Greenery thrives at the Capri Hotel, left, At Ojai Rancho Inn, the honeymoon suite overlooks the event space.
(Dania Maxwell / Los Angeles Times)

Given a chance to take over the lease on the Presidio Motel in Santa Barbara, they jumped, planning “to have art shows and bands playing, to kind of have a venue that still has a sustainable income stream.”


Among the early challenges: “mushrooms growing out of the wallpaper” and a rough-and-tumble clientele. At first, “We were calling the cops on guests a couple of times a week,” she said.

But they made progress, extended the lease, bought new furniture at Ikea and recruited artists to decorate rooms. In striving “to create an experience rather than just a place to sleep,” they’d found a niche in the area’s competitive lodging market.

By the end of 2012, Osehan and her partner had left the Presidio behind, created Shelter Social Club and come across the “really good energy” at the Ojai Rancho Inn. They left a note for the owner, Steve Edelson, a longtime owner of L.A. nightclubs who also owns the Capri and Hummingbird buildings in Ojai. Soon they had a long-term lease.

Two photos: Cactuses stand tall, left, and bicycles await guests at the Ojai Rancho Inn.
The exterior of Chief’s Peak bar at Ojai Rancho Inn features tall cactuses, left. Bicycles are available for guests.
(Dania Maxwell / Los Angeles Times)

A decade later, the Shelter Social Club group includes the two Ojai properties; the Alamo Inn and Bar Alamos in Los Alamos; Santa Barbara’s Agave Inn (formerly the Travelers), where Osehan’s aunt Wendy Simorangkir is partner; Solvang’s Hamlet Inn (managed by Osehan’s sister, Jessy Verkler); and Santa Barbara’s Sama Sama Kitchen (run by Osehan’s cousin, Ryan Simorangkir). In 2018, Osehan bought out her partner.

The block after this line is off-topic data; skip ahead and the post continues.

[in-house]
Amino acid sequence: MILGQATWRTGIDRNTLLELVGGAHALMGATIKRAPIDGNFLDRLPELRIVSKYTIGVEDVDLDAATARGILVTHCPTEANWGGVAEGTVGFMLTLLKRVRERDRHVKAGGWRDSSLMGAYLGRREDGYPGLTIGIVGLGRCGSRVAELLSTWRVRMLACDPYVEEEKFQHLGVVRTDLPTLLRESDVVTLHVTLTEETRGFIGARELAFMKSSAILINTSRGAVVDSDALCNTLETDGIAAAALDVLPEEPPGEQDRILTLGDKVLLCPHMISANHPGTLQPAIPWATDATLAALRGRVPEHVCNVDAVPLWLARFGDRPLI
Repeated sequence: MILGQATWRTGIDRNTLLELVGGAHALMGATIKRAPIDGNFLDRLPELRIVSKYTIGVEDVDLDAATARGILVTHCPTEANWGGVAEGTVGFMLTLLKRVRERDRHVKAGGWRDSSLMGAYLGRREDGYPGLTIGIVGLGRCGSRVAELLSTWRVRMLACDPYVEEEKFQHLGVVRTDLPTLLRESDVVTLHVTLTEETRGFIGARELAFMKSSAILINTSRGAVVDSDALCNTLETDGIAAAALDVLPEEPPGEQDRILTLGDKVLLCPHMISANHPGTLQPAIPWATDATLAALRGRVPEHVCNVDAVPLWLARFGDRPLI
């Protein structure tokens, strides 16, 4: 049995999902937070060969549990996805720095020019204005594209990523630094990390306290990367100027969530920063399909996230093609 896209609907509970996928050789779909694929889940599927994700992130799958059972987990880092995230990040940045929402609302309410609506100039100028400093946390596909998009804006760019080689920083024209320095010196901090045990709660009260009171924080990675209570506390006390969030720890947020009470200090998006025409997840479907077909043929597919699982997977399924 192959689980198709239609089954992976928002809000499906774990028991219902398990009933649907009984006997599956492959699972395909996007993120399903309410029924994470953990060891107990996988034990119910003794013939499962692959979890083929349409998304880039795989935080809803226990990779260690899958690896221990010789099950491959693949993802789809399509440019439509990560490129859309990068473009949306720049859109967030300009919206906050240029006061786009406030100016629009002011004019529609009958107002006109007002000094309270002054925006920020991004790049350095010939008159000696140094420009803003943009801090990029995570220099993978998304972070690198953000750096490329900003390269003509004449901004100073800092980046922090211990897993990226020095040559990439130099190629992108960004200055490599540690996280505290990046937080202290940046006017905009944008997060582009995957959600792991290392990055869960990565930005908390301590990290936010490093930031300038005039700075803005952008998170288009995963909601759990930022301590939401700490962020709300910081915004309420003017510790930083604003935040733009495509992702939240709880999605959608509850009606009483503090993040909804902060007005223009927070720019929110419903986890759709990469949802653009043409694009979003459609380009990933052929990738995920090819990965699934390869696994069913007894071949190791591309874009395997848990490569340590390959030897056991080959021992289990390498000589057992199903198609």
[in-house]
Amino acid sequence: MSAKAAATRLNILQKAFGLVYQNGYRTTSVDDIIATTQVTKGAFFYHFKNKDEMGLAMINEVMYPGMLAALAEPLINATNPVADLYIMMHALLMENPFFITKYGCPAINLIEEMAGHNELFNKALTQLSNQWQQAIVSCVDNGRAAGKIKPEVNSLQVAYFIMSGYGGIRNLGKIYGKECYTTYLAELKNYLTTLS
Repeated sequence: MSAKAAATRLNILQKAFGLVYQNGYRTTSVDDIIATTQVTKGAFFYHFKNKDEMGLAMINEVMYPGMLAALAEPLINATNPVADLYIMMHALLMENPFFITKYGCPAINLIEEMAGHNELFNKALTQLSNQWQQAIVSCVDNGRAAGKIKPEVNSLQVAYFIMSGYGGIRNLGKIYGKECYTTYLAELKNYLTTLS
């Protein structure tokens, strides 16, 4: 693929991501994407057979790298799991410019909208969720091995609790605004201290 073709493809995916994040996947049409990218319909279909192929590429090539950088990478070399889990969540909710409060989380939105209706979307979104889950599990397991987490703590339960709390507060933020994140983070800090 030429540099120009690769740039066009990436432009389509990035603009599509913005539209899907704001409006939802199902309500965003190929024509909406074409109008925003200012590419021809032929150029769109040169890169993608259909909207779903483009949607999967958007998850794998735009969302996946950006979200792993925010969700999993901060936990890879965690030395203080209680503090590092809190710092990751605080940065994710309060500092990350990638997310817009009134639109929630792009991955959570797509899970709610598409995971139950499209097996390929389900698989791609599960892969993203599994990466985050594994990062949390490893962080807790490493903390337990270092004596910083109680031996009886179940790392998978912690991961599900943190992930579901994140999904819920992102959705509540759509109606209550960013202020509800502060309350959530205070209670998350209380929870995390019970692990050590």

Osehan, 42, finished the Capri renovation just in time for the pandemic. She has made it through, she said, with help from federal small-business loans, an understanding landlord and several long-term tenants.


Osehan’s third Ojai property, not yet flying the Shelter Social Club flag, is the 31-room Hummingbird Inn. It was built in the 1970s or ’80s — Osehan isn’t sure — in workaday Spanish colonial style. It remains open as renovations advance slowly.

Products line the shelves of the gift shop at Ojai Rancho Inn.
Local items are sold in the gift shop at Ojai Rancho Inn.
(Dania Maxwell / Los Angeles Times)

When she’s looking at any hotel property, Osehan said, she’s hoping for a space that feels intentional — “and when the attention to detail is executed so well that you can’t see it but you feel it.” She scorns bright lights, intrusive music and renovations that disrespect the first designer’s intentions.

As a latecomer to a property, she said, “You don’t want to honor a laminate floor that was put in as a bad decision and wasn’t part of the original architecture.”

The lobby shops at both hotels (and at the Alamo) are curated by Eskina Space to include such inventory as coffee table books on surfing, shapely bottles of Wonder Valley Olive Oil and packages of Dad Grass (five prerolled CBD joints, “low dose, full toke, like your parents used to smoke”).

Wherever she’s working, Osehan said, “I want to be sure that it doesn’t feel pretentious in any way. I never want something to feel too precious.”
This is especially true in Ojai, she said, because of the community’s laid-back reputation.

“Coming to Ojai is about getting away from feeling like you need to be doing something,” Osehan said.


People lounging on chairs on the grass outside the Capri Hotel
Friends hang out in one of the open spaces at the Capri Hotel.
(Dania Maxwell / Los Angeles Times)